Cattle producers see the highest incidence of grass tetany in spring. And, over time, we have convinced ourselves that grass tetany is a shortage of magnesium in the blood (which it is by name and definition: “hypomagnesemia” is low magnesium in blood). So most producers address tetany problems by offering their cattle increased magnesium supplementation, and, once that remedy is in place, think all is well.
The reason we associate grass tetany with spring is because of the low magnesium and/or high potassium content of rapidly growing grasses. Think lush, succulent spring fescue. In addition to the low magnesium, we have seen other factors that seem to be associated with grass tetany, many of them concurring with spring. There is the high soluble crude protein content of forages and weather stress—both for plants and animals. Lactation can play a role, too.
Milk is a significant magnesium and calcium sink. And, we know that the nitrogen fertility status of pasture can play a role— with higher rates of nitrogen resulting in greater incidence of grass tetany.
Meanwhile, the type of supplement offered cattle, particularly magnesium, calcium, salt and fermentable carbohydrates tend to reduce the incidence of tetany.
With so many factors involved, you can blame tetany on one or more of them. Grass tetany-hypomagnesemia may be due to low magnesium consumption. Or, it may occur due to low magnesium absorption/uptake. High potassium levels have been linked to reduced magnesium absorption. A German study showed that over 95 percent of the uptake of magnesium depends on the gradient of sodium, which implicates sodium deficiency as a potential cause for tetany.
In other words, cows’ ability to regulate the concentration of intracellular free magnesium is directly related to sodium. The principal source of sodium for the animal will be the salt you feed.
Most of the time salt is offered to cattle free choice or forced in the diet. We know that we have to feed sodium because herbivores really like sodium, but plants do not. So without supplement, cattle will be deficient of sodium.
Weather, fertility, species and growth stage will influence the amount of potassium in plants. The variation and imbalance of minerals in the rapidly growing lush grass triggers grass tetany. Another source of mineral concentration change might be due to frost damage, and young forage plants are particularly sensitive to frost damage.
What are the effects of frost damage on tall fescue? March 2007 was warmer than usual, and there had been significant growth in pastures. But in April, there was a cold snap across the Midwest that resulted in substantial freeze damage to fescue stands. In the days following the event there were reported incidences of grass tetany in spring-calved beef cows.
Researchers at the University of Missouri worked on the problem and concluded that the amount of sodium in fescue tissue was highly correlated to the freeze damage and the increased incidence of tetany.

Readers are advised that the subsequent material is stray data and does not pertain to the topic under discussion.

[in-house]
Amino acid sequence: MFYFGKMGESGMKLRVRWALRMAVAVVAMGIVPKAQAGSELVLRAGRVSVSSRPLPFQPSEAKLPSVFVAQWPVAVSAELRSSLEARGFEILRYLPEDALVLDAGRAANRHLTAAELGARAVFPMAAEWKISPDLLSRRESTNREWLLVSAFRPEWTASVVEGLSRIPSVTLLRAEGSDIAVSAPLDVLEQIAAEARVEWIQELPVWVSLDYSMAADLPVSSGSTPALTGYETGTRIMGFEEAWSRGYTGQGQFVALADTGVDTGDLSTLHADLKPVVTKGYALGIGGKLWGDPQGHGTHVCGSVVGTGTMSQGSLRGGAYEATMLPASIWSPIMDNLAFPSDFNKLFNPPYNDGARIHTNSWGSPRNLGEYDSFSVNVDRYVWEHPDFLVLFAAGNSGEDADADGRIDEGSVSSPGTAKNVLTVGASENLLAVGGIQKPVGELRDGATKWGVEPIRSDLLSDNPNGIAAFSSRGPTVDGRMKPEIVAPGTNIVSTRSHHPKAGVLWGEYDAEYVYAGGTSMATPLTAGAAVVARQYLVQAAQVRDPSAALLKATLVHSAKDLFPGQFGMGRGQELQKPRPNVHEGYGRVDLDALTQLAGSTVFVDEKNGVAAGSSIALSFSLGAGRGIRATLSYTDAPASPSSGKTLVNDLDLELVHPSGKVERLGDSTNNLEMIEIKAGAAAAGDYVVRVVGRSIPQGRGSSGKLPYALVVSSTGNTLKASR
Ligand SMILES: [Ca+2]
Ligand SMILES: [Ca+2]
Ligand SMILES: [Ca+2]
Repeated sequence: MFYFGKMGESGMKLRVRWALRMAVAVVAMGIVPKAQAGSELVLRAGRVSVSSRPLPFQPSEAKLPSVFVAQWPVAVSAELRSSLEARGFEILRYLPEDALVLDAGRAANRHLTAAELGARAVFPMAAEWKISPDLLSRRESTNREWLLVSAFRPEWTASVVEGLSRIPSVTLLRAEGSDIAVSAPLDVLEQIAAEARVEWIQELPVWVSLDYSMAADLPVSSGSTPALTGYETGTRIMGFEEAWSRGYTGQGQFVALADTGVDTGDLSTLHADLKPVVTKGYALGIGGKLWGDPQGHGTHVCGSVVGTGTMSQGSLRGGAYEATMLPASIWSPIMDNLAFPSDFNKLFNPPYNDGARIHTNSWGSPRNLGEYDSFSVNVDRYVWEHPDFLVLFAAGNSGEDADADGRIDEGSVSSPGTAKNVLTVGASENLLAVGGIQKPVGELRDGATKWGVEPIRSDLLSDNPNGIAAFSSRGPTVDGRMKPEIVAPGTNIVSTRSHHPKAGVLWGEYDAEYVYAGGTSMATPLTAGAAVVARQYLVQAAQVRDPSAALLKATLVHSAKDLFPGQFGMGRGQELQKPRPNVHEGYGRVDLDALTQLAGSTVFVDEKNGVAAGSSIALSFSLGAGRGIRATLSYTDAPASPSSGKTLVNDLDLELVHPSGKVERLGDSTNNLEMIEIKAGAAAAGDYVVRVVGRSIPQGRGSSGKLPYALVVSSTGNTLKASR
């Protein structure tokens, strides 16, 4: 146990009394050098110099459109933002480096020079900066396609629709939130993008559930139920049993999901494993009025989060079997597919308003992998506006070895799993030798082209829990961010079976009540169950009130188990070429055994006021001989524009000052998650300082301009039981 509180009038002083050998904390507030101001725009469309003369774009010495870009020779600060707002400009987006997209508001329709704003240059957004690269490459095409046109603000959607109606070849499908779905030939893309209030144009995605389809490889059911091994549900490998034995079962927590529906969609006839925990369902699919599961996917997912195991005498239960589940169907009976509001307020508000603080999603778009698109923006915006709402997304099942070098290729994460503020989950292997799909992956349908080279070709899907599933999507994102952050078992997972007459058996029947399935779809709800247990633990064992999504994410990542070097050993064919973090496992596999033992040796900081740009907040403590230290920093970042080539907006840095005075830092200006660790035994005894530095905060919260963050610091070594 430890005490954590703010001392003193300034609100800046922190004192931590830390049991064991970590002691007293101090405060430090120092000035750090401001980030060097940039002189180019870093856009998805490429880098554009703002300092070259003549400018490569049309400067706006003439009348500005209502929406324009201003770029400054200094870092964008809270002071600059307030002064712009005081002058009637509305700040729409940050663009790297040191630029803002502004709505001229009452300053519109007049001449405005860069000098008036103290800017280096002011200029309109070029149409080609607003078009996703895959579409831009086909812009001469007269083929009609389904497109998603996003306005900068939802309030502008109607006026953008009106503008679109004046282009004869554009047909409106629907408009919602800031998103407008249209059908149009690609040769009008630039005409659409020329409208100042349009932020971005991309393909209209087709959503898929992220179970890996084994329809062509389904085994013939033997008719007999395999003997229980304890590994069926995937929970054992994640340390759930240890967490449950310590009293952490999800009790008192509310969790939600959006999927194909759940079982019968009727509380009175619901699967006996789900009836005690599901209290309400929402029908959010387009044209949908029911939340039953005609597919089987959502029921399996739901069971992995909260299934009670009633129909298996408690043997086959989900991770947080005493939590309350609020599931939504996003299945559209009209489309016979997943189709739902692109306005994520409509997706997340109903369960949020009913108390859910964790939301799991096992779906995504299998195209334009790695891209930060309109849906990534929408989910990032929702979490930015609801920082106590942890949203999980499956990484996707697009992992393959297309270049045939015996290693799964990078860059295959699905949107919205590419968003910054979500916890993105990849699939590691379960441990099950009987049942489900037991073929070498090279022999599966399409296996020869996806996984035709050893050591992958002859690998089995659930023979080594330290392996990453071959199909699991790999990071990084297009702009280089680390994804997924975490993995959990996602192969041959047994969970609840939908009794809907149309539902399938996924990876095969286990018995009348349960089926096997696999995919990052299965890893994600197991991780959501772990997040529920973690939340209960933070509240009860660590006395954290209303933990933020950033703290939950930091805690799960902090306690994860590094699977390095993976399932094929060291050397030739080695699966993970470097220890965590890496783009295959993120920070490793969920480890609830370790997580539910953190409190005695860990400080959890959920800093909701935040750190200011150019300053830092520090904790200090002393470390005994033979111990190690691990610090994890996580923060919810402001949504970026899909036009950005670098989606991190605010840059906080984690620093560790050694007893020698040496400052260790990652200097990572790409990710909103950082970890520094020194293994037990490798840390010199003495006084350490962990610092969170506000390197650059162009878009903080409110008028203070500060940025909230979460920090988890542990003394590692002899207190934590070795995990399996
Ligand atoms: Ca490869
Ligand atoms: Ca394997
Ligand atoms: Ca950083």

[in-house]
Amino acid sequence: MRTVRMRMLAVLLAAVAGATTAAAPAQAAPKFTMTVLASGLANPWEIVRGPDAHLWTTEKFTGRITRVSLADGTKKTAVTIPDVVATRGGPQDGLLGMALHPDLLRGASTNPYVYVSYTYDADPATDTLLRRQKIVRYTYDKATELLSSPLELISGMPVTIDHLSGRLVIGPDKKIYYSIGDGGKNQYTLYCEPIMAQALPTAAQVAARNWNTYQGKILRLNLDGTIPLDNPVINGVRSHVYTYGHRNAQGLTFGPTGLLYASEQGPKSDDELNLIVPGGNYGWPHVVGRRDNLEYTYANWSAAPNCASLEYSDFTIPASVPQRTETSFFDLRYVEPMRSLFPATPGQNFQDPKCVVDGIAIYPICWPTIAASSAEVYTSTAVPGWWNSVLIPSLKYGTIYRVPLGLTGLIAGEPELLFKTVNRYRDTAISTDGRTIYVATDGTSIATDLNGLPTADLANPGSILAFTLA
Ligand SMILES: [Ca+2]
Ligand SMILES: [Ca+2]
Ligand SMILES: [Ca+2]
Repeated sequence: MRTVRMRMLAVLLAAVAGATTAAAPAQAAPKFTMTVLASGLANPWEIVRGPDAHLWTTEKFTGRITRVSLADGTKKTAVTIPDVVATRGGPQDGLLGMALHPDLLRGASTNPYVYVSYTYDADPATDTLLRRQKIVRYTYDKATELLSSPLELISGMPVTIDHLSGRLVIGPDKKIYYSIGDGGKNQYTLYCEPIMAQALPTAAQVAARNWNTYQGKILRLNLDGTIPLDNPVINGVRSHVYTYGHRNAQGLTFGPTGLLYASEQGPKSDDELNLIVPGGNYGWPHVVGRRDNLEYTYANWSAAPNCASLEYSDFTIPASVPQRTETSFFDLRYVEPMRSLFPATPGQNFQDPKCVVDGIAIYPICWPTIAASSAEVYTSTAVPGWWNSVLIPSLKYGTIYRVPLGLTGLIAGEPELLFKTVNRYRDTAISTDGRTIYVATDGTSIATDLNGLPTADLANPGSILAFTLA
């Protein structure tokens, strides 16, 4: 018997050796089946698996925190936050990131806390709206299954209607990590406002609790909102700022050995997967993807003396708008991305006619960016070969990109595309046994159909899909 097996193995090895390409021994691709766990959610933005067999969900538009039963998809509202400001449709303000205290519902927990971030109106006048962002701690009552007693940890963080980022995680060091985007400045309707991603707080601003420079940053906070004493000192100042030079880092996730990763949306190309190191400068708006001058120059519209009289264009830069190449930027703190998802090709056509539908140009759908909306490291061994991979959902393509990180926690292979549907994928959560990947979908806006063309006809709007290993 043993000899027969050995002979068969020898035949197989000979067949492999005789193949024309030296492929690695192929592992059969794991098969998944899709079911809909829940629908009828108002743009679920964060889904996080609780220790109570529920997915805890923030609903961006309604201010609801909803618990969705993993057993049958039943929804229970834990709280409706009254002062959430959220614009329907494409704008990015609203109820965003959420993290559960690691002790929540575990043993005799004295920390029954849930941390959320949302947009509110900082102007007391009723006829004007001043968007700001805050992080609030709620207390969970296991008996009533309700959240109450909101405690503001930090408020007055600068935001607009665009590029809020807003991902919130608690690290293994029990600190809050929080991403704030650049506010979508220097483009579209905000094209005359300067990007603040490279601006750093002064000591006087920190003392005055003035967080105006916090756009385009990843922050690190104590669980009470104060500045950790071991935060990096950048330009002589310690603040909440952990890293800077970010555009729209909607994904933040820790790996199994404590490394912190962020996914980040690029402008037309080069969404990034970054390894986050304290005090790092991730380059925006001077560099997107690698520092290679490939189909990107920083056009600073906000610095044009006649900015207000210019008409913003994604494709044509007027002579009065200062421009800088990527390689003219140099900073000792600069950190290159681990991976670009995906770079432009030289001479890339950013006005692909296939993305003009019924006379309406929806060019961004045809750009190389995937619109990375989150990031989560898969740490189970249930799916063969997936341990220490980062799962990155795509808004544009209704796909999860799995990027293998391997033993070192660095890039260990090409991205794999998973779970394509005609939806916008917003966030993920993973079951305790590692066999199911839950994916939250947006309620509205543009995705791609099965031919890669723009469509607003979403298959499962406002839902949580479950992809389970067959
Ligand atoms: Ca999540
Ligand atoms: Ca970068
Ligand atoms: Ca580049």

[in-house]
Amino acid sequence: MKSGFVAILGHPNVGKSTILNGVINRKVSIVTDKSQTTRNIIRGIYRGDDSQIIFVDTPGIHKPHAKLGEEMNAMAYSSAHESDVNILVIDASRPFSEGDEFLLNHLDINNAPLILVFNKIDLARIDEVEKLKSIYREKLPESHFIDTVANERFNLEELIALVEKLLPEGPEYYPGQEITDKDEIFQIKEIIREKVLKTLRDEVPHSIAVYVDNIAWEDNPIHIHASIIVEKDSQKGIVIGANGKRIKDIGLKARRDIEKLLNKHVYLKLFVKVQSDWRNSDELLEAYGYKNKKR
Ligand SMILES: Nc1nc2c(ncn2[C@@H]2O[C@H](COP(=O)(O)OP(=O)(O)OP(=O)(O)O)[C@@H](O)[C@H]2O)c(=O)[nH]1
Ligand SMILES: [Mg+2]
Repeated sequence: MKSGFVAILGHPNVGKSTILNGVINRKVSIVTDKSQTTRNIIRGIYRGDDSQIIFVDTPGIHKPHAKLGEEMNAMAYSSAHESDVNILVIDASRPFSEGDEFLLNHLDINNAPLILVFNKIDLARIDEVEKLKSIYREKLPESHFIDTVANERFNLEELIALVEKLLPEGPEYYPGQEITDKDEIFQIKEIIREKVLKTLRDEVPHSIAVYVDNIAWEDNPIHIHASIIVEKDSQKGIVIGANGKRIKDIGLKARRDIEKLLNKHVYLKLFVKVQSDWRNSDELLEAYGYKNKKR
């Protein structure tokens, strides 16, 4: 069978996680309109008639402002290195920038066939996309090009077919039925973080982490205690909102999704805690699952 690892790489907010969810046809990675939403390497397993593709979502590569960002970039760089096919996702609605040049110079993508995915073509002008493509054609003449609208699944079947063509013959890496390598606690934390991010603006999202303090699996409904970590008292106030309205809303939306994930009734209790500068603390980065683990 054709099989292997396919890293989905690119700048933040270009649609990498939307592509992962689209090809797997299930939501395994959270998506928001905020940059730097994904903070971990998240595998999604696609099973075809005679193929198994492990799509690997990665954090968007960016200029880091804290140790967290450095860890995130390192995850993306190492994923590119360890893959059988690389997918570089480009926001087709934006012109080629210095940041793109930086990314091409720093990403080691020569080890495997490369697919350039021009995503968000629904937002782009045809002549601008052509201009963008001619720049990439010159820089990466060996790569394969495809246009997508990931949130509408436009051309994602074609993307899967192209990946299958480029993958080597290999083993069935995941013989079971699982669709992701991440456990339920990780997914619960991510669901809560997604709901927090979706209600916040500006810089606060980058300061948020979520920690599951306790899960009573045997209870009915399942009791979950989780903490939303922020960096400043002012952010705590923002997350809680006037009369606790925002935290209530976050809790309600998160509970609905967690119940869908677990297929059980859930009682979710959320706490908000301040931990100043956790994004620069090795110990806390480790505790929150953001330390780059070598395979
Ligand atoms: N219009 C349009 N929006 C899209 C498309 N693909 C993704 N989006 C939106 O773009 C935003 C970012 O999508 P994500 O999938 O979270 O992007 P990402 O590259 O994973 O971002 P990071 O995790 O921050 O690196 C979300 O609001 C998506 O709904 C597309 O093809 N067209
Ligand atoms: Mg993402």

We might be past the final hard frost, but like 2007, there is always a chance lush grass will suffer frost damage. Now is the time to develop an appropriate strategy to reduce the risk of grass tetany this spring.
There are several factors which increase the likelihood of grass tetany. First off, magnesium is a dietary requirement for all cattle. Growing beef cattle have a magnesium requirement of about 0.1 percent of dry matter; for lactating beef cows, that requirement is doubled; triple that for wet dairy cows. For nursing cows, the requirement for calcium increases. So do the requirements for magnesium. The heaviest milking cows are at greatest risk of grass tetany. Storms, trucking, running the self-feeder empty or other stressors that cause cattle to stop eating can precipitate grass tetany.
An obvious approach to defending against tetany is offering a salt mix with magnesium. This is generally the fastest and most certain method of addressing grass tetany. If modest protein and energy supplementation are needed where labor is an issue, 20-percent tubs with magnesium are a good choice. If the forage base is protein-and-energy adequate, products like MFA’s Hi-Mag Mineral, MFA Tasty Mag Mineral or Mag-Ade meal would be options.
If you are hand-feeding cubes or a supplement at recommended rates, the likelihood of tetany is remote. Lactating cattle should consume 15 to 25 grams of magnesium per day. If a feed is on offer at all times, say a free-choice mineral, the supplement disappearance should be checked frequently. Magnesium is not well stored in the body, so frequent consumption is needed. Solubility (or bioavailability) is important. The more soluble a magnesium source is, the more bioavailable it is.
Dr. Jim White is ruminant nutritionist for MFA Incorporated.
Originally published in the April Today's Farmer magazine ©2013 MFA Incorporated. All rights reserved. Here is a LINK to the original version of this story.